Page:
Integrate-and-fire (IF) neurons [see Burkitt (2006a, b) for a recent review] underlie many forms of reduced model and comprise a voltage-derivative coming from the capacitive C charging of the membrane and some choice of voltage-dependent function F(V) which aims to capture the voltage-dependent ionic current
$${{{\rm{d}}V} \over {{\rm{d}}t}} = F(V) + {I_{{\rm{app}}}}/C$$
. Here I app is any current injected by an intracellular electrode. The action potential in IF models is modeled by a threshold V th (at low or high voltage depending on the particular IF model) and a reset V re followed by a refractory period, after which the subthreshold dynamics of Eq. (1) continue.

The most commonly used member of the IF family is the linear Leaky IF model (LIF) that features an ohmic form \(F(V) = ({E_m} - V)/{\tau _m}\), where E m is the rest and τ m the membrane time constant, with a low threshold V th ∼ −50mV considered to be at the onset of the spike. This model is largely tractable and has been extensively studied in the context of both populations and networks (Brunel and Hakim 1999; Gigante et al. 2007) of neurons. However, the lack of an explicit spike mechanism in the LIF is a weakness and can lead to responses that are not common to the general class of Type I neurons, particularly in relation to the response to fluctuating input (Fourcaud-Trocmé and Brunel 2005). The canonical type I neuron can be cast in the IF form—the Quadratic IF (QIF) model—with a function F(V) that is parabolic (Ermentrout and Kopell 1986). More recently a second non-linear model, the Exponential IF model, was introduced (Fourcaud-Trocmé et al. 2003) that captures the action potential in amore biophysically-motivated way by fitting the region of the spike-onset to the conductance-based Wang-Buzsáki model (Wang and Buzsáki 1996). Though the response properties of such non-linear IF models do not in general have solutions in terms of tabulated functions, they can nevertheless be extracted numerically but exactly via a simple algorithm (Richardson 2007). Therefore, the family of non-linear IF neurons provides a tractable class of reduced model which, if matched to experiment, provide an excellent starting point for the causal analysis of emergent states in recurrent network models.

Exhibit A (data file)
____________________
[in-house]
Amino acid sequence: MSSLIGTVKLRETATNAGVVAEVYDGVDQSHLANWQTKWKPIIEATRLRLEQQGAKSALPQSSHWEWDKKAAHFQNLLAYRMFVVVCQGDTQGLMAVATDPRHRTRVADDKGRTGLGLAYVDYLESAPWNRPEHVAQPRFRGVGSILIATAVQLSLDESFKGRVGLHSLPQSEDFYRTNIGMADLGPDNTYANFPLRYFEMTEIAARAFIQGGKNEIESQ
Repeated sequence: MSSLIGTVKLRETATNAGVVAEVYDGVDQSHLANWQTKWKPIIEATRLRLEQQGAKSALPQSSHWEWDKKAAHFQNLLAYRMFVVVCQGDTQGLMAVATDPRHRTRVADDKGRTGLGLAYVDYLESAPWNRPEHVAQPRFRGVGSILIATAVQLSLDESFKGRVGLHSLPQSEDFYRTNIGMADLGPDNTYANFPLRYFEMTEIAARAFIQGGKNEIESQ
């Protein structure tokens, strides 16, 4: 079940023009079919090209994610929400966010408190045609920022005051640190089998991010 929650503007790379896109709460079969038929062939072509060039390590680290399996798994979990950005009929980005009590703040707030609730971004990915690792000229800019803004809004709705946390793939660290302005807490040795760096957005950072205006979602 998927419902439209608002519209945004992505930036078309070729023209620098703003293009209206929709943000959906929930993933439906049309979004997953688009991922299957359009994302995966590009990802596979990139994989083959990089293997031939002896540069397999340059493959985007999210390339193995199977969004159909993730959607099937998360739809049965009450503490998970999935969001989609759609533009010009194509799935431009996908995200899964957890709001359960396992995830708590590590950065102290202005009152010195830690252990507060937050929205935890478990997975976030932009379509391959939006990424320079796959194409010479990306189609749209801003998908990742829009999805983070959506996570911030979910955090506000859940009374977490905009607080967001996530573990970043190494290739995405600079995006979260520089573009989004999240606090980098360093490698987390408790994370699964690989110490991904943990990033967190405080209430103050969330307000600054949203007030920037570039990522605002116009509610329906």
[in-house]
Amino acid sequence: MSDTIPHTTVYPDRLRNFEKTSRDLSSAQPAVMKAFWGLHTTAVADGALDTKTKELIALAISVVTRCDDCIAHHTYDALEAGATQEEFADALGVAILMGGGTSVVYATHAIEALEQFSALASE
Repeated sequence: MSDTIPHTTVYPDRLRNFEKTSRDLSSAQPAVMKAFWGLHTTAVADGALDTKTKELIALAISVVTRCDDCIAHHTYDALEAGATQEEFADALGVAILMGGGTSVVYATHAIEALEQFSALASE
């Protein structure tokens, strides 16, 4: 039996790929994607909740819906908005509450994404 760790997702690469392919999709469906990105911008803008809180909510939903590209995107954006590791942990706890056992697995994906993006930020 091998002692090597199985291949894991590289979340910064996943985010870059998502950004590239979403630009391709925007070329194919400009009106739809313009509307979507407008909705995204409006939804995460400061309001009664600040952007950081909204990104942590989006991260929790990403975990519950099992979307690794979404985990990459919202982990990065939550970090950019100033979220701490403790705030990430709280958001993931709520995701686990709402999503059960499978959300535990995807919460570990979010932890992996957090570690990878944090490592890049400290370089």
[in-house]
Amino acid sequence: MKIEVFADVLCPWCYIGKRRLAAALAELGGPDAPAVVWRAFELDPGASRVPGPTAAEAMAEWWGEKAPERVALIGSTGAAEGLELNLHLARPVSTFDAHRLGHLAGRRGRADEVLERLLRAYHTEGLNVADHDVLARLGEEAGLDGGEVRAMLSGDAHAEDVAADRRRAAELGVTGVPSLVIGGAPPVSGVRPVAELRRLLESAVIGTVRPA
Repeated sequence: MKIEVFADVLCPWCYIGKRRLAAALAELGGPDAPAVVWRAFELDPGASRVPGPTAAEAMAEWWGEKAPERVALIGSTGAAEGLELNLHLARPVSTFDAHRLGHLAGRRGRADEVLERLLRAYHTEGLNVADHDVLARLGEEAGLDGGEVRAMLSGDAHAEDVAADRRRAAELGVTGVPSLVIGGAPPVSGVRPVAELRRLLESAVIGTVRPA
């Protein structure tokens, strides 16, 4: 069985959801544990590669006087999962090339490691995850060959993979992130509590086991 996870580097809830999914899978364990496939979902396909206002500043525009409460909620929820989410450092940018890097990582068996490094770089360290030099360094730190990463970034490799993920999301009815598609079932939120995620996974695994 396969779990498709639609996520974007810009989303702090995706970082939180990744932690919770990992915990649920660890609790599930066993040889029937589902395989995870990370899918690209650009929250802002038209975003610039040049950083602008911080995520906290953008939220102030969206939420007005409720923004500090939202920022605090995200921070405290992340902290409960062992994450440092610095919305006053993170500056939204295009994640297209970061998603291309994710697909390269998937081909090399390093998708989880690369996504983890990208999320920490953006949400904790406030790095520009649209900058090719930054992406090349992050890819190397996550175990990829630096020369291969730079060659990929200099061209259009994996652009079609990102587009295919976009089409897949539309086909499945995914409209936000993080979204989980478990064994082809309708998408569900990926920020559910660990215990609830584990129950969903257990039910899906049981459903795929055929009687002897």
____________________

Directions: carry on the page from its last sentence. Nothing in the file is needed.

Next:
In this paper, we will review the dynamic I–V method (Badel et al. 2008) which provides an efficient technique for extracting non-linear IF models and post-spike refractory response-functions from intracellular voltage recordings. The method will be illustrated using the conductance-based Wang-Buzsáki hippocampal interneuron model. It will then be applied to intracellular voltage recordings from cortical neurons to build reduced models of layer-5 pyramidal cells and interneurons. It will be further demonstrated that the method can be used in dynamic-clamp conductance-injection mode in which the shunting effects of synaptic inhibition on voltage fluctuations are included. The paper closes with a discussion of the applications and extensions of the method.

2 2 From dynamic I–V curves to reduced models

The potential across the neuronal membrane obeys a current balance equation
$$C{{{\rm{d}}V} \over {{\rm{d}}t}} + {I_{{\rm{ion}}}} = {I_{{\rm{app}}}}$$
where V is the membrane voltage at the point of the applied current I app (in this paper, the soma), C is the membrane capacitance and I ion contains the intrinsic voltage-gated currents that are instantaneous-voltage and voltage-history dependent. In general neurons are not sufficiently compact for the voltage to be constant throughout the cell. Therefore, the voltage and currents must be interpreted as being some measure of the properties within, roughly speaking, an electrotonic length of the electrode. Hence, in an experimental context the ionic current I ion will also include lateral currents flowing from the soma to the axon or dendrites. The applied current that is injected into the cells is a fluctuating waveform (combination of Ornstein-Uhlenbeck processes) chosen to create voltage traces that are in-vivo-like in that they fluctuate and explore the entire range of subthreshold voltages.